Preventing Preeclampsia

Jun 17

Dr. David Reuter

Preventing Preeclampsia

by Dr. David Reuter

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As pediatricians, our primary goal is to influence behavior and prevent problems. Preventing premature birth is the first step in the health and development of your child’s journey. One way to prevent premature birth is by taking steps to prevent preeclampsia in the mother. My current research is focused on reducing the risk of preeclampsia during pregnancy and is supported by the Gates Foundation, Purdue University and Indiana University.

What is preeclampsia?

Preeclampsia is a potentially dangerous pregnancy complication characterized by high blood pressure. Other symptoms may occur from preeclampsia such as protein in the urine, liver inflammation, low platelet levels in the blood, blurred vision, headaches, and rarely seizures.

Why is preeclampsia a problem?

High blood pressure affects 25% of pregnancies and preeclampsia affects 2-8% of pregnancies. Every year 75,000 women and over 250,000 infants die globally from preeclampsia. There is also a high rate of C-sections and prematurity associated with preeclampsia. Premature birth can lead to long-term health and developmental risks for the baby.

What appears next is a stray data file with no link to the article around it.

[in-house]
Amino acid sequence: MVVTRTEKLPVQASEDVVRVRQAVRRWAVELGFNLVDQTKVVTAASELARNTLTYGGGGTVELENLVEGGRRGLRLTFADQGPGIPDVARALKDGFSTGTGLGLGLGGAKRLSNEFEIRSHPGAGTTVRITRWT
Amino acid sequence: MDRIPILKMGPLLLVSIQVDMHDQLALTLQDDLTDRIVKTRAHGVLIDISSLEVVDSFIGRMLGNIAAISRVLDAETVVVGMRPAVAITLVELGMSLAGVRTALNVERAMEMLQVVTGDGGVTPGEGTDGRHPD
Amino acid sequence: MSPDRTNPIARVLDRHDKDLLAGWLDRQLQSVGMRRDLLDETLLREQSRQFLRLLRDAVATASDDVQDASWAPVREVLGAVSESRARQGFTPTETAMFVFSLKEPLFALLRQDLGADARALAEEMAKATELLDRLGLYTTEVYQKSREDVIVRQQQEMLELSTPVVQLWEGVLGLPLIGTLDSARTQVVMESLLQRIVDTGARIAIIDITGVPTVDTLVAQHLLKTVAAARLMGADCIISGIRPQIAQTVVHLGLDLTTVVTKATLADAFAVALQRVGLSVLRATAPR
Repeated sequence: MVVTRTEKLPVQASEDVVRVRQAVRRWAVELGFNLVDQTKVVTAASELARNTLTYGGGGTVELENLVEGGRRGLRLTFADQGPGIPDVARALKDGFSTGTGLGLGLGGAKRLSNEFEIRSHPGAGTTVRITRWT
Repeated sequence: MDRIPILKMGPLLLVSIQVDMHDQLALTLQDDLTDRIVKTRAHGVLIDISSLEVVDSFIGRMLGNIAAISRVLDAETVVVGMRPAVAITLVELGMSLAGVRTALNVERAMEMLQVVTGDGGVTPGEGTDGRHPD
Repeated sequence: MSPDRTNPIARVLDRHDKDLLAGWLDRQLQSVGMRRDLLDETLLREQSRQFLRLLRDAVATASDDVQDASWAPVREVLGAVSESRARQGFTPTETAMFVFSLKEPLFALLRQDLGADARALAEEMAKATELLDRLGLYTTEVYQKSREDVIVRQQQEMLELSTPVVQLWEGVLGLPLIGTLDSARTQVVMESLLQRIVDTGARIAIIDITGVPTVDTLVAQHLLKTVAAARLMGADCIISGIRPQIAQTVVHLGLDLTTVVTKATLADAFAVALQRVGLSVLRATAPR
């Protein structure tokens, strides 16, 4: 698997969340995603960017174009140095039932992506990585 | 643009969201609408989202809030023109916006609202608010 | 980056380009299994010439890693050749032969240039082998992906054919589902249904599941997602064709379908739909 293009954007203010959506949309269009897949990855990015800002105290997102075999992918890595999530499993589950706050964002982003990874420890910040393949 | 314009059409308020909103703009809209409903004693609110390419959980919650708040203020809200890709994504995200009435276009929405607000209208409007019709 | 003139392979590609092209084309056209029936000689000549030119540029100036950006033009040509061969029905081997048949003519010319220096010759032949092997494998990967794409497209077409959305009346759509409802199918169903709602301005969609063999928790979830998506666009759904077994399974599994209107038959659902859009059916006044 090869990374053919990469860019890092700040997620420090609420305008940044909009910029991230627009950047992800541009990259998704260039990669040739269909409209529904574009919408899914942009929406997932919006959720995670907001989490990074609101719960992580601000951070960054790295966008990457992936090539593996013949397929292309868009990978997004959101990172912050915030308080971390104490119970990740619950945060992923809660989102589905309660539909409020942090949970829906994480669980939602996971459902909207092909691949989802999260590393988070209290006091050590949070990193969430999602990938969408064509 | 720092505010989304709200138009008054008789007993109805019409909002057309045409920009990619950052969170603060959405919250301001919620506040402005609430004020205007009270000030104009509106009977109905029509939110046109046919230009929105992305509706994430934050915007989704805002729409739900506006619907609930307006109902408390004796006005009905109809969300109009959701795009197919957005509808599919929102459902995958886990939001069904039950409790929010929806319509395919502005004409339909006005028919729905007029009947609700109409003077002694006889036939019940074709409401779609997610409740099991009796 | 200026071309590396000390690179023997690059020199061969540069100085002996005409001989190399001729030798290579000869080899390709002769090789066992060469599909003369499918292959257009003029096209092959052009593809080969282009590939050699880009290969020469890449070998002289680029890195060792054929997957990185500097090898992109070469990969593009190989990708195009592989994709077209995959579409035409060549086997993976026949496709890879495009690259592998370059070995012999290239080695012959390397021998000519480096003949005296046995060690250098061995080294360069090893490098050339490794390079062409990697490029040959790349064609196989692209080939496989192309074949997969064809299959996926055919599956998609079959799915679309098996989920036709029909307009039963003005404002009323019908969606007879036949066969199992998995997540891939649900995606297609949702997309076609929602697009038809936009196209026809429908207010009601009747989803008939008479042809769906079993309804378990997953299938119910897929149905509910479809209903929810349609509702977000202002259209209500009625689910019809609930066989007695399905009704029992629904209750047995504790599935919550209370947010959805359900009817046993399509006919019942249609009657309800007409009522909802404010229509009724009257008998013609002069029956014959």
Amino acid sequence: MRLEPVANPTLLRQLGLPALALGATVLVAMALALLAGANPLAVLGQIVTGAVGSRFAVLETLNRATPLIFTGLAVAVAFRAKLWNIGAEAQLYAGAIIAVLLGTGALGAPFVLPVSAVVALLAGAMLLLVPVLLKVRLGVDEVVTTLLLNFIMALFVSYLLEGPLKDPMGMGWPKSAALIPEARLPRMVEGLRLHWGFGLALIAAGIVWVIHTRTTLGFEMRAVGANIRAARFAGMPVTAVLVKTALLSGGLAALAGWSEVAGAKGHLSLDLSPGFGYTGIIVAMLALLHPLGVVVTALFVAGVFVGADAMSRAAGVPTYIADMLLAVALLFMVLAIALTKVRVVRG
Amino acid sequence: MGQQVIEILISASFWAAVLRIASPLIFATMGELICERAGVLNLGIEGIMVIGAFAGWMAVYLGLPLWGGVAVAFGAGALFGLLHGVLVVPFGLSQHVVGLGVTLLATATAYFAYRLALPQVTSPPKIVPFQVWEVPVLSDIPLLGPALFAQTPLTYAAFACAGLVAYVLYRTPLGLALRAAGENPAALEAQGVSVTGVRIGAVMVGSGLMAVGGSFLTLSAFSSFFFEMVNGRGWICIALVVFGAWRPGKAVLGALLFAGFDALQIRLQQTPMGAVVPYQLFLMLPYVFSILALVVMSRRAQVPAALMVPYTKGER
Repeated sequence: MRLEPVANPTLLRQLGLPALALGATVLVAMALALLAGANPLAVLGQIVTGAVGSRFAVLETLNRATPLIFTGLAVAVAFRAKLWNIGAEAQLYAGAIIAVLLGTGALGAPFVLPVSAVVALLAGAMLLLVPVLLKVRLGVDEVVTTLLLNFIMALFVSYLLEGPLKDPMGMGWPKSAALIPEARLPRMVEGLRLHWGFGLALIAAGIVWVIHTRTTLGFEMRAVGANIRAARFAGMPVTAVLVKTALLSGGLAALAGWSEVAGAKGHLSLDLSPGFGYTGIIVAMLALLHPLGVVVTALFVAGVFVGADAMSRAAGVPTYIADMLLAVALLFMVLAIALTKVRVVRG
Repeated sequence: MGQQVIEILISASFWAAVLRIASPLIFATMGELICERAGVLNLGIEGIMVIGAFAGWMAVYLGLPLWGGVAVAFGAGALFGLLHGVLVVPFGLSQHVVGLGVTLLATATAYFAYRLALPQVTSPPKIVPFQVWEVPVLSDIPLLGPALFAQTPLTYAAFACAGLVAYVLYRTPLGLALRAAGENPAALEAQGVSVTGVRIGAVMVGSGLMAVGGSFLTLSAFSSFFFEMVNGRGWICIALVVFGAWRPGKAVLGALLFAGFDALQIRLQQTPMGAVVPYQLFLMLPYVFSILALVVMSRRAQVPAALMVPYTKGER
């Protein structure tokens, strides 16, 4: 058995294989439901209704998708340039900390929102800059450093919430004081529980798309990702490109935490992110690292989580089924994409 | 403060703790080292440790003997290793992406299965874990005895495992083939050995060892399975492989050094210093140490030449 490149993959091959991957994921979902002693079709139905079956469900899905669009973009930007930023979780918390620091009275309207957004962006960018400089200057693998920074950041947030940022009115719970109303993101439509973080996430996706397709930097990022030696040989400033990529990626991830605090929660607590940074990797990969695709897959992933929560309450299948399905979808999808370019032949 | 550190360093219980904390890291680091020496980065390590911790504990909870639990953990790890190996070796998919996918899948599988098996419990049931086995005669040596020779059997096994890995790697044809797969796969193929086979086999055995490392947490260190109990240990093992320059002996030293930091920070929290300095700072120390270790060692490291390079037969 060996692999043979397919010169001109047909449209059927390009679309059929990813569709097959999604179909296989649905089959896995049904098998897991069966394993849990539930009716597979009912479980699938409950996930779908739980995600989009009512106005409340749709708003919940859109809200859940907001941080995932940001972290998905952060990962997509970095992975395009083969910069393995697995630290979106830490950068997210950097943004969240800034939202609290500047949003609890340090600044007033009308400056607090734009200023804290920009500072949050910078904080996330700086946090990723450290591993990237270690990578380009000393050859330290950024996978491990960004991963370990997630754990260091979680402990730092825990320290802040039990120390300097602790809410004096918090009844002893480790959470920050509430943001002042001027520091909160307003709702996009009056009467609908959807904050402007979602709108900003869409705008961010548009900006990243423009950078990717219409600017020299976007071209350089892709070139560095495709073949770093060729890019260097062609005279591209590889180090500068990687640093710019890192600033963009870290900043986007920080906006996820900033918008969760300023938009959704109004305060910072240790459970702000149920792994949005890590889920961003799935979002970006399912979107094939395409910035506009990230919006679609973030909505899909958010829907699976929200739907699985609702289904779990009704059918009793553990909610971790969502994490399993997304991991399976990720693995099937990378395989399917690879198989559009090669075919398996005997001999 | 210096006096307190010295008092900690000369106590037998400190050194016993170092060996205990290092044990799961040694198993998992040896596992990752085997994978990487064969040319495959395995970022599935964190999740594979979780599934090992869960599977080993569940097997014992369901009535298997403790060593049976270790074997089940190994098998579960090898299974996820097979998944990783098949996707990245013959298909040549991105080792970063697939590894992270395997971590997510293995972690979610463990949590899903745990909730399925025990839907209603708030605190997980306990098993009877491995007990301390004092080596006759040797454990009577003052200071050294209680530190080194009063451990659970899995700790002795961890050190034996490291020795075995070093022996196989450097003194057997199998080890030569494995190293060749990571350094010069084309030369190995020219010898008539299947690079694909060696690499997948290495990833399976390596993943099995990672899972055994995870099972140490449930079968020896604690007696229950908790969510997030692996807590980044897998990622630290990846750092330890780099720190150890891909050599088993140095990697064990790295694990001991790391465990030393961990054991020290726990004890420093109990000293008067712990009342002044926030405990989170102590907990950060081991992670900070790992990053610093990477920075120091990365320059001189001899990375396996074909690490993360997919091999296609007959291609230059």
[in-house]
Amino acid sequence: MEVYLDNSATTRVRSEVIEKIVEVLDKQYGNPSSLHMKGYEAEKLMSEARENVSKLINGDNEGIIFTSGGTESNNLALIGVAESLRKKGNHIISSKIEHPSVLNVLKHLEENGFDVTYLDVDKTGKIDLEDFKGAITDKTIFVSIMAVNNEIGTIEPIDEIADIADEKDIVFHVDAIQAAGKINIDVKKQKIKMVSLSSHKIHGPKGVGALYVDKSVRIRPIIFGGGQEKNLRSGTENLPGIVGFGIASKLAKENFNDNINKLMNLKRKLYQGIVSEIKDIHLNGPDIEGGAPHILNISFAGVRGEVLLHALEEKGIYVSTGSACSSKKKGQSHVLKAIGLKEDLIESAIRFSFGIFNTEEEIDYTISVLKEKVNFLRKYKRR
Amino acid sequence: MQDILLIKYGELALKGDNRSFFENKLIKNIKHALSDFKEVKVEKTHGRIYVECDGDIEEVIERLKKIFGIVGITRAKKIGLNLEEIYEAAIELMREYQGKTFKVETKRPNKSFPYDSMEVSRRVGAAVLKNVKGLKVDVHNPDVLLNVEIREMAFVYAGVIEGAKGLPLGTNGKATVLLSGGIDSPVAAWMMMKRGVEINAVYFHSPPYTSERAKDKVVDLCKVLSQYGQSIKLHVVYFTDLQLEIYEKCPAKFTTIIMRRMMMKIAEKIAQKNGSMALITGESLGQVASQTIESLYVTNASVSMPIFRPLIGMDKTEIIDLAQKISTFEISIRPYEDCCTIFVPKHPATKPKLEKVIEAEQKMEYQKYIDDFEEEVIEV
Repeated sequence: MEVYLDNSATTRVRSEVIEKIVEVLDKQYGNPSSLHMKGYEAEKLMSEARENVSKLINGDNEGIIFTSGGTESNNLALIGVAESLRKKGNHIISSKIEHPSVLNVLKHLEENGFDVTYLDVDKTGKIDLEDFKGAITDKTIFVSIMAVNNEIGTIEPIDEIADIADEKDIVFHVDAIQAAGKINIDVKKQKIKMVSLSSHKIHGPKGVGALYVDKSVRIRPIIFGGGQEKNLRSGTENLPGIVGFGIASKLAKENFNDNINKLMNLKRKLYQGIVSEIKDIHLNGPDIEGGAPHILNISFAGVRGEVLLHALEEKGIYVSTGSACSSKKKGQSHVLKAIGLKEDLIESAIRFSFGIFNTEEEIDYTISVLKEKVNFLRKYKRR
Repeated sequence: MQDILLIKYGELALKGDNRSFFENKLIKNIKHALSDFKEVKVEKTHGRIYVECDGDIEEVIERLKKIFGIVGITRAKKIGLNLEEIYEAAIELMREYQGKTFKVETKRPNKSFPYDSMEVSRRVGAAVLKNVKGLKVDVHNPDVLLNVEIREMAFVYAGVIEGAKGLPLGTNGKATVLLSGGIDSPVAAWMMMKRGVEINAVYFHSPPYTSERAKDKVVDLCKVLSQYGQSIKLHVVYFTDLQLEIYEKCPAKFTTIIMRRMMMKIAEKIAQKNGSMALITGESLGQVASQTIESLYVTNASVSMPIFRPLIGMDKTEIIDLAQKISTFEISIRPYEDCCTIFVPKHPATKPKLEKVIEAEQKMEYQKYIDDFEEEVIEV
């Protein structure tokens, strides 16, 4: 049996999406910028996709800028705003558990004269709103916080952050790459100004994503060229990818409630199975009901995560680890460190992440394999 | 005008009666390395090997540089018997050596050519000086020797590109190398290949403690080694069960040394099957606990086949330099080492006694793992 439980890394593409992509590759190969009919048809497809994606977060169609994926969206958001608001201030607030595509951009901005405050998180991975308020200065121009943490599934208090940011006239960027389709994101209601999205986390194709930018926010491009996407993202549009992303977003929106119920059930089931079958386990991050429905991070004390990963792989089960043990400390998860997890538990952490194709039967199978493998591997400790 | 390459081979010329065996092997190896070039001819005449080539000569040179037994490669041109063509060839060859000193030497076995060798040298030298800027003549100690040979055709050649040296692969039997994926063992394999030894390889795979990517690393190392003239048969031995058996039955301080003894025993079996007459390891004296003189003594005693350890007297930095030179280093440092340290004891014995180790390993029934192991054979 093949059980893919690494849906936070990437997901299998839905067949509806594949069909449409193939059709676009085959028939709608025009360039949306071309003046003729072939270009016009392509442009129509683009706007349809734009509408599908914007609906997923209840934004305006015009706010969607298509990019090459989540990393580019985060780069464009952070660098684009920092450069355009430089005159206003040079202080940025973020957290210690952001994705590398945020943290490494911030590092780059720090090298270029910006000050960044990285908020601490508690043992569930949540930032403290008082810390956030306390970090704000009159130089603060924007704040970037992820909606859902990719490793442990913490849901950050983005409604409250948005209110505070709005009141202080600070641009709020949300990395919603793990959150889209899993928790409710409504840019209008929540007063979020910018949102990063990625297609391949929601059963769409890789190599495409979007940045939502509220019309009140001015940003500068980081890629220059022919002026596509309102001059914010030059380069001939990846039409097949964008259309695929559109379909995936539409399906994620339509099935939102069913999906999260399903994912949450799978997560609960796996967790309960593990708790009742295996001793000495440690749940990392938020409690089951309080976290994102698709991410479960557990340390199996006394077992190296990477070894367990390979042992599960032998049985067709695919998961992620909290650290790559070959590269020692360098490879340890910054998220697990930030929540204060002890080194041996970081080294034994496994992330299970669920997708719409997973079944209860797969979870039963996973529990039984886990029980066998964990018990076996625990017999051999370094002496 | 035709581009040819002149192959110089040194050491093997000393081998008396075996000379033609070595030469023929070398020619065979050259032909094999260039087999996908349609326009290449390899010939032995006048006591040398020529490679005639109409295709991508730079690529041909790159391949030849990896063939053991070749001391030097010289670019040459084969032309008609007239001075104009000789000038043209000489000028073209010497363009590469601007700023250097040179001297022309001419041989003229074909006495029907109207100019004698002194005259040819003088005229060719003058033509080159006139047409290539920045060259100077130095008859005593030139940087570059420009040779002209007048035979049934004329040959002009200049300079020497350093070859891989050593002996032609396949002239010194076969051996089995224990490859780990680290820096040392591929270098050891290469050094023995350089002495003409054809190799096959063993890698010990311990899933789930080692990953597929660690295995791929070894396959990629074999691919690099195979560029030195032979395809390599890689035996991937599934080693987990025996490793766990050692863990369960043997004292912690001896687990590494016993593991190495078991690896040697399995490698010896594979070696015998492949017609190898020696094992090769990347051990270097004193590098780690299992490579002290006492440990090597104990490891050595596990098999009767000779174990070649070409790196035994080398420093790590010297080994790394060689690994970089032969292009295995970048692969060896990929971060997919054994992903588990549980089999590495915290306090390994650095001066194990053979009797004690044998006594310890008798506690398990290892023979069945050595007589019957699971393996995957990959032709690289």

What can be done to prevent preeclampsia?

Sleeping sideways can help prevent preeclampsia. A randomized trial showed that if a pregnant woman sleeps on her side at least 4-6 hours per day, a majority of preeclampsia cases can be prevented.

My analysis suggests that sleeping on your side during pregnancy allows blood to flow through the kidneys as intended. When a pregnant woman sleeps or reclines on her back during pregnancy, the weight of the pregnancy can obstruct blood flow leaving the kidneys. Since the kidneys control the body’s blood pressure, normal blood flow is important to maintain. Sleeping sideways can also help prevent stillbirth and varicose veins of the legs and pelvis.

Advocacy Efforts

My goal is to initiate a grass roots, global advocacy campaign educating pregnant women to “Sleep Sideways.” Just as the “Back to Sleep” campaign for infants helped decrease SIDS, our hope is that a “Sleep Sideways” campaign for pregnant women can decrease prematurity due to preeclampsia. Given the extensive international relationships that Seattle families maintain, we are in a unique position to advocate for pregnant women globally by getting this simple message out: “Sleep Sideways.”

Listen to Dr. Reuter's interview on IRG Health Talk - KOMO Radio, where he discusses Preventing Preeclampsia. 

Dr. David Reuter is a pediatrician in the Allegro Pediatrics Bothell location.